by Carmina Masoliver
cw: mentions of rape and addiction
For this second part on the Being a Man (BAM) Festival, I’ll be looking at the various panels that addressed men’s body image, different kinds of addiction, and the concept of masculinity – looking beyond gender as something binary, and taking sexuality into account.Continue Reading
by Scott Mclaughlan
On the 11th December, as many observers of Indian politics have long expected, Rahul Gandhi was confirmed as president of the Indian National Congress while out campaigning in Gujarat. He will be officially sworn in on the 16th December.
During the 2014 Indian election campaign, the leader of the Bharatiya Janata Party (BJP), Narendra Modi, successfully lampooned the Congress Party for its “anti-democratic dynastic culture”, deriding Rahul Gandhi as an “egoist prince”. The Congress, Modi claimed, was an orgy of decadence, corruption and unaccountability, that was out of touch with ‘the people’. This ruse appears to have chimed with the Indian electorate: the BJP stormed to victory with the Congress registering its worst ever performance. Continue Reading
by Carmina Masoliver
cw: mentions suicide, rape, abuse, domestic violence, sexual violence
I left this year’s Being a Man Festival with over fifty pages of notes and a hopeful feeling – inspired by the coming together of people of all genders to take part in a dialogue on gender and its many intersections. Events like this show just how much there is to gain from men addressing gender from a feminist perspective, as opposed to the toxic perspective of the MRA groups. Below are a few highlights from the weekend focusing, in this first part, on mental health and the role of violence in men’s lives.
by Rob Harding
(Part 4 of a serialised prose fiction endeavour. Read part 1 here, part 2 here, part 3 here.)
This thing that’s now installed on the brains of nearly three billion people, across pretty much all but the top levels of every single first-world government (and even then, one wonders if MPs have always been this weird and robotic – oddly, history would seem to confirm yes). What does it do?Continue Reading
by Carmina Masoliver
CW: contains references to femicide, racism, violence against women, rape, child abuse
Across the weekend of 14-15th October, FiLiA held its annual conference. The organisation formerly known as ‘Feminism in London’, has recently been renamed after gaining charitable status. One of the goals they outlined from the onset was to make feminism for all women, not only certain groups. With this stance in mind, I wanted to see whether the conference would live up to expectations of inclusivity, as previous years had seen panel members shut down audience questions in regard to pornography and sex work. Would there be more open discussion in these areas?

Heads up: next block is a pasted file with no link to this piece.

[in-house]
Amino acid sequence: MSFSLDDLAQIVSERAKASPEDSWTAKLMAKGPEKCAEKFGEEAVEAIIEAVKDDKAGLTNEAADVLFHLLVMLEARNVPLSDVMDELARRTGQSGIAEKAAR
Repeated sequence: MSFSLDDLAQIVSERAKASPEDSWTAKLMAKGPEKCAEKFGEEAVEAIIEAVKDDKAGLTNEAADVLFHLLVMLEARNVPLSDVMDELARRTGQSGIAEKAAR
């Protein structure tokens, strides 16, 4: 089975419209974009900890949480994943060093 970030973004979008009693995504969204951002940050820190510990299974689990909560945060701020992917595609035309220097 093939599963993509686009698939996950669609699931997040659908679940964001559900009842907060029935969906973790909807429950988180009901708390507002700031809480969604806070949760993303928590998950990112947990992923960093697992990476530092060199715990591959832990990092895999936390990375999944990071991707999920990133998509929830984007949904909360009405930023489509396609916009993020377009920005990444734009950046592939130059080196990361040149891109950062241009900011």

by Richard Worth
Content warning: domestic abuse, gender-based violence. Contains Spoilers for The Red Pill
I’ve been waiting for a decent documentary about Men’s Rights Activists (MRAs) for a while now. Because I prefer not flying into fits of rage, I’ve avoided MRAs on the internet like the plague. What I know of them are second-hand accounts and logically baffling retweets. An impenetrable layer of laziness and self-preservation means that I have been waiting for someone else to do the hard work of getting to the core of what MRAs believe, why they believe it, and whether or not I should take it seriously.
The Christmas before last, I was excited to see Reggie Yates tackle the subject in his show Reggie Yates Extreme UK, Men at War. But, like with everything on TV around Christmas, I was pretty disappointed. Yates only touched on what we all already know about MRAs and didn’t really delve much deeper. On top of that, though Yates is personable, his interview style let me down. I felt he didn’t challenge the rape-profiteer and professional sack of shit Roosh V enough, and was then too combative with the teenage YouTuber with toilet roll next to his bed. Not that the kid didn’t need a bollocking, he was after all being quite sexist as well as frequently masturbating and/or crapping the bed, but I felt the journalist’s approach was all over the place.
Enter: The Red Pill.